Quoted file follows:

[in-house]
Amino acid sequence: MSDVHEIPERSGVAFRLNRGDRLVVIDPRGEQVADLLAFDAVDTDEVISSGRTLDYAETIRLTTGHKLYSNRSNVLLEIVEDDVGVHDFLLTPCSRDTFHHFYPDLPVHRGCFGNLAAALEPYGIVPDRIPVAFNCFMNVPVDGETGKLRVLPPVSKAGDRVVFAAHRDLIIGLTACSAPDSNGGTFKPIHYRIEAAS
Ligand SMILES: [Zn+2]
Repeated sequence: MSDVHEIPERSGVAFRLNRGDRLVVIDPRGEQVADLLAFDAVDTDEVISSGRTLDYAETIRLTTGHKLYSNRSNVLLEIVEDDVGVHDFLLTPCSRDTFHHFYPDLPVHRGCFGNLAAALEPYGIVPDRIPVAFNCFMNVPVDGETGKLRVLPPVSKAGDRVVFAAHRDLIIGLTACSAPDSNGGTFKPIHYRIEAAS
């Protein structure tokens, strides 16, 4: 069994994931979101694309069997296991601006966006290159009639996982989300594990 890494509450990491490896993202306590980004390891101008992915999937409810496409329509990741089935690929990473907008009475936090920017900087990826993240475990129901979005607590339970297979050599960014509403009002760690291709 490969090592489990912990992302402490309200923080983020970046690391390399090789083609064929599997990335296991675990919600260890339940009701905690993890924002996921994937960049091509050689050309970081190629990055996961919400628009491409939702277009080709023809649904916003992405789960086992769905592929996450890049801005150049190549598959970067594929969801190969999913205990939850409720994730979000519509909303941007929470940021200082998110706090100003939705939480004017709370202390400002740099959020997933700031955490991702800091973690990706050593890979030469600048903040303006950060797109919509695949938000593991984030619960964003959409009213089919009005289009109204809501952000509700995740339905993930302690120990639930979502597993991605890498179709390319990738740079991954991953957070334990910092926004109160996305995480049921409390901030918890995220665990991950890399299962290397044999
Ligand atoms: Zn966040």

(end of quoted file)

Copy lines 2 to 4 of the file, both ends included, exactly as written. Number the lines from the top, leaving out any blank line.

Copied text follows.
Amino acid sequence: MSDVHEIPERSGVAFRLNRGDRLVVIDPRGEQVADLLAFDAVDTDEVISSGRTLDYAETIRLTTGHKLYSNRSNVLLEIVEDDVGVHDFLLTPCSRDTFHHFYPDLPVHRGCFGNLAAALEPYGIVPDRIPVAFNCFMNVPVDGETGKLRVLPPVSKAGDRVVFAAHRDLIIGLTACSAPDSNGGTFKPIHYRIEAAS
Ligand SMILES: [Zn+2]
Repeated sequence: MSDVHEIPERSGVAFRLNRGDRLVVIDPRGEQVADLLAFDAVDTDEVISSGRTLDYAETIRLTTGHKLYSNRSNVLLEIVEDDVGVHDFLLTPCSRDTFHHFYPDLPVHRGCFGNLAAALEPYGIVPDRIPVAFNCFMNVPVDGETGKLRVLPPVSKAGDRVVFAAHRDLIIGLTACSAPDSNGGTFKPIHYRIEAAS